Which NAS HDD good for gaming? Whether you’re hosting a cloud, sharing files between workgroups or powering a high-traffic network, the NAS hard drive delivers advanced reliability supporting workloads of up to 180 TB per year(6) and MTTF of up to 1.2 million hours(7) to help keep your NAS system running 24/7. Which is worth buying – Toshiba N300 vs Seagate IronWolf?Find more
Pros & Cons – Toshiba N300 vs Seagate IronWolf
- Great NAS features
- Very good speeds
- High capacity
- Reasonable price
- Overkill for non-NAS devices
- Not the fastest NAS drive
- High capacity Great speeds Excels in RAID arrays NAS-specific features
- Expensive Wasted as a standard hard drive Lower capacities are slower
Specs – Toshiba N300 vs Seagate IronWolf
- Form factor: 3.5-inch
- Interface: SATA 6.0 Gbit/s
- Capacities: 4TB, 6TB, 8TB
- Rotational speed: 7200 rpm
- Buffer size: 128MB
- Dimensions: 147 (L) x 101.85 (W) x 26.1 (H) mm
- Weight: 770 g max.
- Box content: 3.5-inch internal hard drive – N300 High-Reliability HardDrive
- Supported drive bays: up to 8
- RAID support
- Workloads: 180TB/year
- Drive Bays Supported Up to 24-bay
- Recording Technology CMR
- Workload Rate Limit (TB/yr) 300
- Rotational Vibration (RV) Sensors Yes
- Hot-Plug Support2 Yes
- Cache (MB) 256
- Mean Time Between Failures (MTBF, hours) 1.2M
- Reliability Rating @ Full 24×7 Operation (AFR) 0.73%
- Non-recoverable Read Errors per Bits Read, Max 1 per 10E15
- Power-On Hours (per year) 8760
- Sector Size (Bytes per Logical Sector) 512E
- Rescue Services3 Yes
- Limited Warranty (years) 5
- Spindle Speed (RPM) 7200
- Interface Access Speed (Gb/s) 6.0, 3.0, 1.5
- Max Sustained Transfer Rate OD (MB/s) 260
- Average Latency (ms) 4.16
- Rotational Vibration @10-1500Hz (rad/s2) 12.5
- Startup Current, Typical (12V, A) 2.0
- Idle Power, Average (W) 5.2
- Average Operating Power (W) 8.0
- Standby Mode (W) 1.25
- Sleep Mode (W) 1.0
- Power Supply Requirements +12V and +5V
- Operating Temperature (reported, °C)4 5 to 65
- Non-operating Temperature (ambient, min °C) -40 to 70
- Non-operating Vibration 10Hz to 500Hz (Grms) 2.27
- Operating Shock 2 ms (Read/Write) (G) 50
- Non-operating Shock 1 ms and 2 ms (G) 200
- Idle Acoustics (typical, bels) 2.8
- Seek Acoustics (typical, bels) 3.2
- Height (mm/in, max) 26.11/1.028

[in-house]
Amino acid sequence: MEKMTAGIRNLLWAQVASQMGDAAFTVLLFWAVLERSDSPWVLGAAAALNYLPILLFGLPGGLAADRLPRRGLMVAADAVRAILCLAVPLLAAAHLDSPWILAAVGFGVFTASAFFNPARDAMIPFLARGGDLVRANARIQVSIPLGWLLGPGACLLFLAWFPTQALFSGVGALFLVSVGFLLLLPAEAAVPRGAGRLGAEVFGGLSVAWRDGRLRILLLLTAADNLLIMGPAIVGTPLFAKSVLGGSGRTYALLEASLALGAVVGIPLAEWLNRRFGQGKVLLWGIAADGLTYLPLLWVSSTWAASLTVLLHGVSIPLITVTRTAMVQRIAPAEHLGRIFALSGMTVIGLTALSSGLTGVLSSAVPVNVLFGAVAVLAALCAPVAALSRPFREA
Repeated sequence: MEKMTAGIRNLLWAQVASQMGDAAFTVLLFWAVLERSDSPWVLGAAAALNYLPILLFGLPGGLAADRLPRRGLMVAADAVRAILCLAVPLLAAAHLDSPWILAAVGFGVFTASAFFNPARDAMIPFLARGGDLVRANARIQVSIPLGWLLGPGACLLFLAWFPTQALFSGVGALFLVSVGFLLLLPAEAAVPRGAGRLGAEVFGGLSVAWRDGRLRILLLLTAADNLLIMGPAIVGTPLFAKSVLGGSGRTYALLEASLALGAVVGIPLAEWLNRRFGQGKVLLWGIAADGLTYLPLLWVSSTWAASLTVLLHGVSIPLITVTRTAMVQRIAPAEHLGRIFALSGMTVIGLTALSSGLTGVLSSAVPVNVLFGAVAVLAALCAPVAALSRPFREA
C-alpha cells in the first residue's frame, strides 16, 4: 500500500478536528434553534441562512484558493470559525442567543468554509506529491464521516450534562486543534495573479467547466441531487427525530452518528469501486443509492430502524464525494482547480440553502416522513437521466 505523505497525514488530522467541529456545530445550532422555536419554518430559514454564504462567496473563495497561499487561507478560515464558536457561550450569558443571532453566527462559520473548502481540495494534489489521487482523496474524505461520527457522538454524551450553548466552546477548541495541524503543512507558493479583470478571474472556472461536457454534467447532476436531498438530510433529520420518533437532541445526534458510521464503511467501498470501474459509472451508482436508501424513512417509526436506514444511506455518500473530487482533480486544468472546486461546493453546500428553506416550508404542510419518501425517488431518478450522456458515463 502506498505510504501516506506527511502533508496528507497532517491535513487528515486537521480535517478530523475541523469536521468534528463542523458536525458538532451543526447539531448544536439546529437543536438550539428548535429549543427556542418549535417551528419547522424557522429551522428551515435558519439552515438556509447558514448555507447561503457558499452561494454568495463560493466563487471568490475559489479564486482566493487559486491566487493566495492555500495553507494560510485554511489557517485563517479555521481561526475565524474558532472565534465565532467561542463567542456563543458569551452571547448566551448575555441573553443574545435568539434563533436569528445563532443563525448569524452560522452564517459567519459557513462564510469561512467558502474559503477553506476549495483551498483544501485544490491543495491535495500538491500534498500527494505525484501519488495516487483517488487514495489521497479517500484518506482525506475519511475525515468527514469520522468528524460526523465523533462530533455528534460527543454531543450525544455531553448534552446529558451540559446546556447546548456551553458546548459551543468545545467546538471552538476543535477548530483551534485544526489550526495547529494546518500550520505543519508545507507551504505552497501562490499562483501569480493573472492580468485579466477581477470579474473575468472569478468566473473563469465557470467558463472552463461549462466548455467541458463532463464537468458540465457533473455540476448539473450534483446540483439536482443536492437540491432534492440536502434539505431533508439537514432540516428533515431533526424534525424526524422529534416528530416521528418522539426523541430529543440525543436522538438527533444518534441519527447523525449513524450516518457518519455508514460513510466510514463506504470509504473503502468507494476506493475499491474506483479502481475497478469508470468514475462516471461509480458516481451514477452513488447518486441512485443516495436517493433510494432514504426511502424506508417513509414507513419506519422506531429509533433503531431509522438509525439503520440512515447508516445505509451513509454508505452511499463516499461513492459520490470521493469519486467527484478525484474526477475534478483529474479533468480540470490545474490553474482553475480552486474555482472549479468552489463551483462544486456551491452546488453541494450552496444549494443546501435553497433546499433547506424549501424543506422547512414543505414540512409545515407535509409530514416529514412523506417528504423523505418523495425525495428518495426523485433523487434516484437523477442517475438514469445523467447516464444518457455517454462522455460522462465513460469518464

- Width (mm/in, max) 101.85/4.01
- Depth (mm/in, max) 146.99/5.787
- Weight (g/lb, typical) 670/1.477
Price – Toshiba N300 vs Seagate IronWolf comparison
The Toshiba N300 series comes in three high capacities: 4TB (the one we’ve reviewed here), 6TB and 8TB. The 4TB version costs £120 (around $160, AU$200), while the 6TB version will set you back £200 (around $260, AU$350), and the 8TB version costs £250 (around $320, AU$440).
If 10TB still feels like too much space, you can also get the IronWolf hard drives in 1TB, 2TB, 3TB, 4TB, 6TB and 8TB capacities as well. The 10TB version will set you back £314 ($264, AU$469). And, if 10TB isn’t enough, Seagate is now also offering a 12TB drive.
Who is this for – Toshiba N300 vs Seagate IronWolf
One of the easiest ways to narrow down the search for a suitable hard drive is to look at the target market of each family. The table below lists the suggested target market for each hard drive family we are considering today.
|Drive Family||Target Markets|
|Seagate BarraCuda Pro||Desktops and All-in-Ones|
Creative Professionals Workstations
Entry-Level Direct-Attached-Storage (DAS) Units
|Seagate IronWolf NAS||NAS Units up to 8 bays|
(Home, SOHO, and Small Business)
|Seagate IronWolf Pro NAS||NAS Units up to 24 bays|
(Creative Pros, SOHO, and Small to Medium Enterprises)
|Seagate Exos Enterprise||Datacenter and Bulk Cloud Storage|
|Toshiba N300||NAS Units up to 8 bays|
|Toshiba X300||Professional Desktops, Home Media or Gaming PCs|
|WD Gold||Datacenter and Bulk Cloud Storage|
|WD Red||NAS Units up to 8 bays, Read-Intensive and Archival Workloads|
|WD Red Plus||NAS Units up to 8 bays|
|WD Red Pro||NAS Units up to 24 bays|
After filtering out models that don’t apply to your use-case (as an example, for usage in a 4-bay NAS enclosure, one could rule out the Toshiba X300 straight away), we can then take a look at how the specifications of various drive families compare.